Depending on your age, activity level and growth, the prosthesis can last anywhere from several months to several years. In the early stages after limb loss, many changes occur in the residual limb that can lead to shrinking of the limb. This may require socket changes, the addition of liners, or even a different device. Later on, increased activity level and desire for additional function can necessitate a change in the prosthesis or its parts. Once you are comfortably adjusted and functioning at the desired level of activity, the prosthesis may only need minor repairs or maintenance.
Is it difficult to use a prosthesis?
Learning to use a prosthesis takes time, effort, strength, patience and perseverance. We recommend you work with a therapist while learning how to handle the new device. Much like learning how to operate a car, you will need guidance on caring for your prosthesis, putting on and off the prosthesis, walking on different types of surfaces, handling emergencies safely and performing daily activities at home, work and in the car.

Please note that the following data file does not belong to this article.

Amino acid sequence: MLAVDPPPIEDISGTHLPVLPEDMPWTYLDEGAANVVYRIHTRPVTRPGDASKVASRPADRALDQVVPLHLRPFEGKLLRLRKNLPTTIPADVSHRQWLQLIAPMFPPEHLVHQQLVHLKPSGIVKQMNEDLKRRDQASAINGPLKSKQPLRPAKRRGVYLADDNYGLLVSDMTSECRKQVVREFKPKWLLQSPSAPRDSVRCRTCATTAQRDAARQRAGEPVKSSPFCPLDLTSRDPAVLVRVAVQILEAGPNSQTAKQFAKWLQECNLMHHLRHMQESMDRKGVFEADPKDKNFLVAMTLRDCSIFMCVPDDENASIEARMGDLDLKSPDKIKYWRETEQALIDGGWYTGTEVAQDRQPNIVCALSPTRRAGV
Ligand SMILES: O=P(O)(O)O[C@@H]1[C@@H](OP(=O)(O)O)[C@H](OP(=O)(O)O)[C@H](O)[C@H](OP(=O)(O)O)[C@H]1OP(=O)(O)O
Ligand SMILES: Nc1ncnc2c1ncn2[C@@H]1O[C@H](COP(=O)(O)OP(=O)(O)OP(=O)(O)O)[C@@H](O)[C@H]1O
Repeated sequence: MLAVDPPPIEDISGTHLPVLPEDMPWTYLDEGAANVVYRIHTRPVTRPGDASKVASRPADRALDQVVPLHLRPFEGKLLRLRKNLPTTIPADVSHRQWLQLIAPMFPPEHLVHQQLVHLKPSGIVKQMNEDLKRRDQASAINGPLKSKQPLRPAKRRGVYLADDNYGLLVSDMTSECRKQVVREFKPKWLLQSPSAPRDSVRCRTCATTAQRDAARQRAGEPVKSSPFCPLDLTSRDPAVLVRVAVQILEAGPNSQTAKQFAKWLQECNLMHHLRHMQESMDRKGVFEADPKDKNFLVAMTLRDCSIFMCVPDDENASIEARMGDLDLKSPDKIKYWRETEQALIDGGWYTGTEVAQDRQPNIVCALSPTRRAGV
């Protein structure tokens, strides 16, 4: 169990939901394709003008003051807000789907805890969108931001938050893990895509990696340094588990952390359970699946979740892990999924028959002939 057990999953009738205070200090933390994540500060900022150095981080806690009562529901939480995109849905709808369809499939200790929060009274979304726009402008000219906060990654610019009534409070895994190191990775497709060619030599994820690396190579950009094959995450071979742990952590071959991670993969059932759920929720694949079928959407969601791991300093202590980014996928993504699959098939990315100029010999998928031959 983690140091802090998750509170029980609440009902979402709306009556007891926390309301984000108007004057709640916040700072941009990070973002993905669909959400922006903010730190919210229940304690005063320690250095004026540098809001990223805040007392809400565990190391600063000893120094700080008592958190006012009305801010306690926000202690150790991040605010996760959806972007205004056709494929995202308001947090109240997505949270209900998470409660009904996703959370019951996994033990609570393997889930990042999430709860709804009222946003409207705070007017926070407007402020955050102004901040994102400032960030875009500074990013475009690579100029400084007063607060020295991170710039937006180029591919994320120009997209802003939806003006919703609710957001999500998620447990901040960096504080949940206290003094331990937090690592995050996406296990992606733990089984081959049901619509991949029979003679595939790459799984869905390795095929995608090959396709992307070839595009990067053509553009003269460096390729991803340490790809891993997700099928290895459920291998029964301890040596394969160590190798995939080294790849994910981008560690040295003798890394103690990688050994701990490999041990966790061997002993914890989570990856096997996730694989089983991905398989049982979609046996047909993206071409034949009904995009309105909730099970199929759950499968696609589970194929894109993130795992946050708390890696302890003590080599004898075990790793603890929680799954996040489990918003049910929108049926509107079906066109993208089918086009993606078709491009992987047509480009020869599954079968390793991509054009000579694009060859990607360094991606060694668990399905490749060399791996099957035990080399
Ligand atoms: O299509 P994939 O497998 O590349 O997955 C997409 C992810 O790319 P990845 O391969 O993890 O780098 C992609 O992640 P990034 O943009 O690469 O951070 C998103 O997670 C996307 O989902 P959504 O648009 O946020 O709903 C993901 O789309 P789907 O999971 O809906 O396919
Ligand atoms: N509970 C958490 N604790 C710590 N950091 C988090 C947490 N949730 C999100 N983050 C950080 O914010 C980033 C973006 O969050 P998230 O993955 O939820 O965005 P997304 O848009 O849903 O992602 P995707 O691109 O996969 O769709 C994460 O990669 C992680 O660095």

What can I do to prepare myself for a prosthesis?
There is a lot you can and must do to be able to use a prosthesis and use it well. The top priorities are; working through emotions involved with limb loss, exercising to build the muscles needed for balance and ambulation, preparing and taking care of your residual limb to attain a proper, sound shape for the prosthesis and finally, learning proper body positioning and strengthening to maintain tone and prevent muscle contractures.
Will I need to use a wheelchair or crutches?